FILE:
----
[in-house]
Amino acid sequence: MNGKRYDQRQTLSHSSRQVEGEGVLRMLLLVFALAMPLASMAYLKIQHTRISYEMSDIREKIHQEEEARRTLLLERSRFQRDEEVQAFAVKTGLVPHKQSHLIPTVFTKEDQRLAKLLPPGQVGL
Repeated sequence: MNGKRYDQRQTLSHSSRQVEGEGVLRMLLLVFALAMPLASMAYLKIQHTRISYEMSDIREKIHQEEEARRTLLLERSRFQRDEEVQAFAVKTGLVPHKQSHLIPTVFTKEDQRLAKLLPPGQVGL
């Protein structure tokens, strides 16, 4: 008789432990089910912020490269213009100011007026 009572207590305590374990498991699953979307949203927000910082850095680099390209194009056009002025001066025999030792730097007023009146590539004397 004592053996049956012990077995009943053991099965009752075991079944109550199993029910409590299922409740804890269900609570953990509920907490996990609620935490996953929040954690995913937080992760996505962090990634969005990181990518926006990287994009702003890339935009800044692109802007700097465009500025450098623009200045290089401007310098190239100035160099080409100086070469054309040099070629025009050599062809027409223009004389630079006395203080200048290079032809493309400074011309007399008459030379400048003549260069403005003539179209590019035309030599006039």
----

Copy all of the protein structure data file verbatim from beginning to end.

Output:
[in-house]
Amino acid sequence: MNGKRYDQRQTLSHSSRQVEGEGVLRMLLLVFALAMPLASMAYLKIQHTRISYEMSDIREKIHQEEEARRTLLLERSRFQRDEEVQAFAVKTGLVPHKQSHLIPTVFTKEDQRLAKLLPPGQVGL
Repeated sequence: MNGKRYDQRQTLSHSSRQVEGEGVLRMLLLVFALAMPLASMAYLKIQHTRISYEMSDIREKIHQEEEARRTLLLERSRFQRDEEVQAFAVKTGLVPHKQSHLIPTVFTKEDQRLAKLLPPGQVGL
């Protein structure tokens, strides 16, 4: 008789432990089910912020490269213009100011007026 009572207590305590374990498991699953979307949203927000910082850095680099390209194009056009002025001066025999030792730097007023009146590539004397 004592053996049956012990077995009943053991099965009752075991079944109550199993029910409590299922409740804890269900609570953990509920907490996990609620935490996953929040954690995913937080992760996505962090990634969005990181990518926006990287994009702003890339935009800044692109802007700097465009500025450098623009200045290089401007310098190239100035160099080409100086070469054309040099070629025009050599062809027409223009004389630079006395203080200048290079032809493309400074011309007399008459030379400048003549260069403005003539179209590019035309030599006039």